A Norovirus is a group of viruses that cause the stomach flu, or gastroenteritis in people. The term norovirus was recently approved as the official name for this group of viruses. Several other names have been used for noroviruses, including: Norwalk-like viruses (NLVs), Caliciviruses (because they belong to the virus family Caliciviridae), and small round structured viruses. Noroviruses are not affected by treatment with antibiotics, and cannot grow outside of a person’s body.
Noroviruses are found in the stool or vomit of infected people. People can become infected with the virus in several ways, including:
- Eating food or drinking liquids that are contaminated with norovirus
- Touching surfaces or objects contaminated with norovirus, and then placing their hand in their mouth
- Having direct contact with another person who is infected and showing symptoms (for example, when caring for someone with illness, or sharing foods or eating utensils with someone who is ill).
Persons working in day-care centers or nursing homes should pay special attention to children or residents who have norovirus illness. This virus is very contagious and can spread rapidly throughout such environments.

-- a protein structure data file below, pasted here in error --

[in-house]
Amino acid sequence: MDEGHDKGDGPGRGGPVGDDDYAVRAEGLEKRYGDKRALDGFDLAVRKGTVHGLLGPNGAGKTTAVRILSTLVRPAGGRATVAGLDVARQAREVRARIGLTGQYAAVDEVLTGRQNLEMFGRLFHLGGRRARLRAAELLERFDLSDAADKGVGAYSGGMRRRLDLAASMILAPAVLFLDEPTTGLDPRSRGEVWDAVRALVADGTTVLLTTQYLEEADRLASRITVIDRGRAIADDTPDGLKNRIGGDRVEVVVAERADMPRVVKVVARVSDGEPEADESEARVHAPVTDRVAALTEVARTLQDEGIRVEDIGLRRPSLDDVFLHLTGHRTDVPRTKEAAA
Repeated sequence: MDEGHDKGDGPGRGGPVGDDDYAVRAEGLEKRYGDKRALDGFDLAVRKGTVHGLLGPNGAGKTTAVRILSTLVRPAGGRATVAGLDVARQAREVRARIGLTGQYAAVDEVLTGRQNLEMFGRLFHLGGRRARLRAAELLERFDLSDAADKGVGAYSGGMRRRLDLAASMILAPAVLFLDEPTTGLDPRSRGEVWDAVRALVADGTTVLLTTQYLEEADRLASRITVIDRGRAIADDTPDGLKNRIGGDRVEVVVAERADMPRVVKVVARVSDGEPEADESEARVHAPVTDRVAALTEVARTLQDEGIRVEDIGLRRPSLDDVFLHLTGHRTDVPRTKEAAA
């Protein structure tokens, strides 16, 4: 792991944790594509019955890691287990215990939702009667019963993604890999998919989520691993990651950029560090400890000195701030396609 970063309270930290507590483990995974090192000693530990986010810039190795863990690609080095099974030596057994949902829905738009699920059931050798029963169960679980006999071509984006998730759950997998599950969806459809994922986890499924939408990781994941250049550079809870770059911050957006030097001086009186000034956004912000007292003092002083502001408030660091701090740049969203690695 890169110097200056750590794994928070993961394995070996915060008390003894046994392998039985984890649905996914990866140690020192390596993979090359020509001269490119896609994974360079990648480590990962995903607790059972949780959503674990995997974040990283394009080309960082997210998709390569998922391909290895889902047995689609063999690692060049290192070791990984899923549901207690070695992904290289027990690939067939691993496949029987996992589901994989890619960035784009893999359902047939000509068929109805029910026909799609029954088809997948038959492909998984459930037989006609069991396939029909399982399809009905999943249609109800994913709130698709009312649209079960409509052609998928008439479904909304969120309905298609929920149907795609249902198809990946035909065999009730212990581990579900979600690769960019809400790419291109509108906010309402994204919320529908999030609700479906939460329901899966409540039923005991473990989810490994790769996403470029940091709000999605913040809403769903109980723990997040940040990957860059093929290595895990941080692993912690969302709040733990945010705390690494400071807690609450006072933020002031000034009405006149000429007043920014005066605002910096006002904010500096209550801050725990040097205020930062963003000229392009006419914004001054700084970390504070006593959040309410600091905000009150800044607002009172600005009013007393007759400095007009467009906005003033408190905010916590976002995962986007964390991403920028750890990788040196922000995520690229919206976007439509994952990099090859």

People may feel very sick and vomit many times a day, but most people get better within 1 or 2 days, and they have no long-term health effects related to the illness. However, sometimes people are unable to drink enough liquids to replenish the liquids they lost because of vomiting and diarrhea. These individuals can become dehydrated and may need special medical attention. This problem with dehydration is usually only seen among the very young, the elderly, and persons with weakened immune systems. Noroviruses are very contagious and can spread easily from person to person. Both stool and vomit are infectious. Particular care should be taken with young children in diapers who may have diarrhea.
- To decrease your chance of coming in contact with noroviruses by following these preventive steps:
- Frequently wash your hands, especially after toilet visits and changing diapers and before eating or preparing food.
- Carefully wash fruits and vegetables, and steam oysters before eating them.
- Thoroughly clean and disinfect contaminated surfaces immediately after an episode of illness by using a bleach-based household cleaner.
- Immediately remove and wash clothing or linens that may be contaminated with virus after an episode of illness (use hot water and soap).
- Flush or discard any vomitus and/or stool in the toilet and make sure that the surrounding area is kept clean.
Need Legal Help Regarding For Norovirus Contamination Lawsuits?
If you or a loved one developed a Norovirus as a result of eating contaminated foods or liquids and you developed serious health ailments, you may be entitled to compensation, please fill out the form at the right for a free case evaluation or call us at 1-800-YOURLAWYER (1-800-968-7529).